Wednesday, May 22, 2013
Review: SUNNY Volume 1
VIZ MEDIA – @VIZMedia
CARTOONIST: Taiyo Matsumoto
TRANSLATION: Michael Arias
LETTERS: Deron Bennett
ISBN: 978-1-4215-3448-0; hardcover (May 2013); Rated “T” for Teen is recommended for ages 13 and up
224pp, B&W, $22.99 US, $26.99 CAN
Taiyo Matsumoto is a manga creator best known for his manga, Tekkonkinkreet, which was made into an animated film in 2006. VIZ Media’s English-language publication of Tekkonkinkreet won Matsumoto an Eisner Award. He also created the series the manga, GoGo Monster.
Matsumoto’s new series, Sunny, began publication in the Japanese manga magazines, IKKI, in February 2011. Sunny is set at Star Kids Home, an orphanage. There, a car called “Sunny” is a place where the children find solace.
Sunny, Vol. 1 (Chapters 1 to 6) introduces readers to Star Kids Home, a home for orphans and foster children. Another resident of this Japanese orphanage is the Sunny 1200, a dilapidated old Nissan car that sits abandoned in the orphanage’s garden. The children call the old car “Sunny,” and it is off-limits to adults. Sunny is something of a clubhouse for the kids, because it is the place where they can escape their everyday lives, daydream, think, hangout, and talk.
I’ll start my review with this recollection. Many years ago, I read a review/essay about the late comic strip, Calvin and Hobbes, in which the review’s author praised cartoonist Bill Watterson for creating a “real kid” in Calvin. The author did his praising of the strip by criticizing “the Cosby kids” of The Cosby Show (1984 to 1992), the long-running NBC situation comedy starring Bill Cosby.
The author of the review/essay said (not exact words) that the Cosby kids weren’t real because of the way they acted. Back then, I figured the author did not know many upper-middle class African-American families – if he knew any at all. Maybe, if Theo Huxtable busted a cap in an ass or impregnated his fine-ass sister, Denise, then, the Cosby kids would have seemed more “real” to the review/essay author.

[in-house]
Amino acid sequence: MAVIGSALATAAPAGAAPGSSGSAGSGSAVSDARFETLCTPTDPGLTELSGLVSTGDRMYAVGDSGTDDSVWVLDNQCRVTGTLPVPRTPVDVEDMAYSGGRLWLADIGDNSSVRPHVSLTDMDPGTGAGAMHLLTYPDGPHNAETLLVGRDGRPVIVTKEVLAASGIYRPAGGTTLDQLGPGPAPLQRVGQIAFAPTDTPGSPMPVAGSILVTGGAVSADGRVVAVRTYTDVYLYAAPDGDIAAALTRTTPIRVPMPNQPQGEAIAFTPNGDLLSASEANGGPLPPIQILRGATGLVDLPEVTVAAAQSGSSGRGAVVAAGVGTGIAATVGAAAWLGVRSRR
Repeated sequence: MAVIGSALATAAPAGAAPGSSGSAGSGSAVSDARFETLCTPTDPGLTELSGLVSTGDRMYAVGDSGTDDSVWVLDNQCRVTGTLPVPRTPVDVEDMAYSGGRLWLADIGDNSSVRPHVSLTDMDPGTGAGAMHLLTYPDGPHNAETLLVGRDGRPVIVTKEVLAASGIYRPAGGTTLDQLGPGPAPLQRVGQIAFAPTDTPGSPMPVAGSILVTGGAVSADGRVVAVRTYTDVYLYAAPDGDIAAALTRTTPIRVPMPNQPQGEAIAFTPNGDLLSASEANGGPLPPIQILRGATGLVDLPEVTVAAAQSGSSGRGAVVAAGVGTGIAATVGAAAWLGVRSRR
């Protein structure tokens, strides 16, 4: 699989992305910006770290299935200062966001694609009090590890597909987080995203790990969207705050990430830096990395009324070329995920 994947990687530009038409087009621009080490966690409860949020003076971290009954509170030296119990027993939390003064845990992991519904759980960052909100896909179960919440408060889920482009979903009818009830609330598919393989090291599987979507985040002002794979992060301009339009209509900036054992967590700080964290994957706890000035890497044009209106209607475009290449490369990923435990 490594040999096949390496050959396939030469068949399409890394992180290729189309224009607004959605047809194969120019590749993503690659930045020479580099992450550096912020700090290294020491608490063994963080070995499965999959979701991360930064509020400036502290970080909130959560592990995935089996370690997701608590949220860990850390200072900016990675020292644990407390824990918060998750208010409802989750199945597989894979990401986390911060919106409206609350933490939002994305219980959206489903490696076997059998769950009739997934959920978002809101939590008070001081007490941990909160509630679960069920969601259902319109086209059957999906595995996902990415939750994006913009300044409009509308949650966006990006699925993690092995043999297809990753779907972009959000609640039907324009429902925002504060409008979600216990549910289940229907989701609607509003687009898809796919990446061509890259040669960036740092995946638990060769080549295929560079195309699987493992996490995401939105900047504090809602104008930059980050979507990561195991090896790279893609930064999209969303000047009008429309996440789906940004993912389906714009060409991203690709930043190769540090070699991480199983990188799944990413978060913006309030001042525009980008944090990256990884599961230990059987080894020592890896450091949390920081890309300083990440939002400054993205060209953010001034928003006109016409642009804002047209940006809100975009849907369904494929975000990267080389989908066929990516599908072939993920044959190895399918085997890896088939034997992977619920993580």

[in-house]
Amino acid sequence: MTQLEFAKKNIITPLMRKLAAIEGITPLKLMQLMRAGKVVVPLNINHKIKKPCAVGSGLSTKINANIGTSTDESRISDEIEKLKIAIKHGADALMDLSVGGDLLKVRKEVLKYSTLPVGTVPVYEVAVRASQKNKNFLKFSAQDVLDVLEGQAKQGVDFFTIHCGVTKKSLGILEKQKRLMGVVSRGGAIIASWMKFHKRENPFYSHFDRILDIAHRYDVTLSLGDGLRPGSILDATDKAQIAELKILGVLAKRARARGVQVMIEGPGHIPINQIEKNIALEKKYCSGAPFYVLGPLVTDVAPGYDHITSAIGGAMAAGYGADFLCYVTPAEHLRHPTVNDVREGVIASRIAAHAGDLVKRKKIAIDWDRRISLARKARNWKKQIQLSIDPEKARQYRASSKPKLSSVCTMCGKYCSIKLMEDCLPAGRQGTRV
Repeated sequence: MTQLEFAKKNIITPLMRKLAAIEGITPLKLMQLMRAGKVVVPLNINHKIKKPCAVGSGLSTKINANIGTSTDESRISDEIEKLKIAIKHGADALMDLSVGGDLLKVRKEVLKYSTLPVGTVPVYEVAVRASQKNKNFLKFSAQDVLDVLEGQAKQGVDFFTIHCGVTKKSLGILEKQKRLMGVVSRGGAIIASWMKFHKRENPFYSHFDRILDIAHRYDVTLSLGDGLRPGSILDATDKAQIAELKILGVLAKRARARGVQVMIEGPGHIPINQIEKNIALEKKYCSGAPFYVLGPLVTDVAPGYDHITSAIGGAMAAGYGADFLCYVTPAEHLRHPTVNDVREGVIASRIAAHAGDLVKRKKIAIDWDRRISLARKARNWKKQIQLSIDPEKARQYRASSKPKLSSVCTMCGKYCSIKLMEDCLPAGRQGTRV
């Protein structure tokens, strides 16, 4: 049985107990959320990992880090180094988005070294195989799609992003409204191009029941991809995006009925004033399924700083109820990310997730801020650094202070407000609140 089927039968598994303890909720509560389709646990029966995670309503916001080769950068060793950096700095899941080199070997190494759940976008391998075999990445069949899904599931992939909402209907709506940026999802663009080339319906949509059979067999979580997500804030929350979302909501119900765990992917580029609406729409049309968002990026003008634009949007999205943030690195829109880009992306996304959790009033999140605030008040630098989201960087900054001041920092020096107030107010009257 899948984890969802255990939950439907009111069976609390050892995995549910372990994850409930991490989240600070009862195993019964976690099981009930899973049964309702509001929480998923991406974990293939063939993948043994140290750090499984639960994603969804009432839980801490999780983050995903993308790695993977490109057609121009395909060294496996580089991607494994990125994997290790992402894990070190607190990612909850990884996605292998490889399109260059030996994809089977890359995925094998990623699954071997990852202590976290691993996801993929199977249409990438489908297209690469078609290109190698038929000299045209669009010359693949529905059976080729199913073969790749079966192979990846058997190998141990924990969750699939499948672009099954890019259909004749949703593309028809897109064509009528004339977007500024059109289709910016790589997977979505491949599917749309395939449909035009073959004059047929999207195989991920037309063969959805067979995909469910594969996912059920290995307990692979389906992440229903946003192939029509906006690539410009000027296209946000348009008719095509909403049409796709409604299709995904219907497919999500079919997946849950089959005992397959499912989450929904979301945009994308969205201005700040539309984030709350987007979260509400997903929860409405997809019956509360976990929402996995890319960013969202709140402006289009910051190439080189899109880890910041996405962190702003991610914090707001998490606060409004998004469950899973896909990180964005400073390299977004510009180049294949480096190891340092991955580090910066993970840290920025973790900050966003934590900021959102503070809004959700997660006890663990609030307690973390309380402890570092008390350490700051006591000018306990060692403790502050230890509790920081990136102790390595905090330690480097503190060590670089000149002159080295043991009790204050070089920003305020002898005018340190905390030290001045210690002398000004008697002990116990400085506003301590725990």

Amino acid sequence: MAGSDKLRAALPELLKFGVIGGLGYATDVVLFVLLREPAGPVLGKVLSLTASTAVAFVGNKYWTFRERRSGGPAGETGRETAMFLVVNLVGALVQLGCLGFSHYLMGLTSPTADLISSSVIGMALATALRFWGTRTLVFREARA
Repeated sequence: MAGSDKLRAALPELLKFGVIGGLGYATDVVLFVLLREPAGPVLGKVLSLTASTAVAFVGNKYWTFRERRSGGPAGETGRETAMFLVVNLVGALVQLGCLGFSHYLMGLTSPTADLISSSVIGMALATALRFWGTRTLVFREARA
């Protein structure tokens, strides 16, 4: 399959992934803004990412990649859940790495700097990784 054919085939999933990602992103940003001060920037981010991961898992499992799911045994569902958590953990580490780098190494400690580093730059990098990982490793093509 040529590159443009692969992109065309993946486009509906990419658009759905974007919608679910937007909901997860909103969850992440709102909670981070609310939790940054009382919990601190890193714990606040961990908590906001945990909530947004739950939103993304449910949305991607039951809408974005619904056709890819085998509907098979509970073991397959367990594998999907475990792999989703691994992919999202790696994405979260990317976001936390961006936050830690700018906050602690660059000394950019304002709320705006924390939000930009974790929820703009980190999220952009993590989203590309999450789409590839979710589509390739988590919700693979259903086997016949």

I don’t how many people will see the fictional children that Taiyo Matsumoto created for Sunny as real. At least at this point in the series, he hasn’t given each character a grocery list of quirks, motivations, and conflicts to prove to people that he can create “well-developed” or real characters.
Matsumoto simply makes the children seem authentic by their actions. The children of Star Kids Home (a great name, by the way) are seekers of knowledge, explorers of the ways of the world, and investigators of what drives people to do what they do. Sunny is poignant, but it is not really about a happy/sad or good/bad dynamic. Instead, Matsumoto has created manga with a sense of wonder and curiosity about the way the world is.
So are the children in Sunny real or real-like? I don’t know, but I do know that Sunny is the real deal in great comics.
Reviewed by Leroy Douresseaux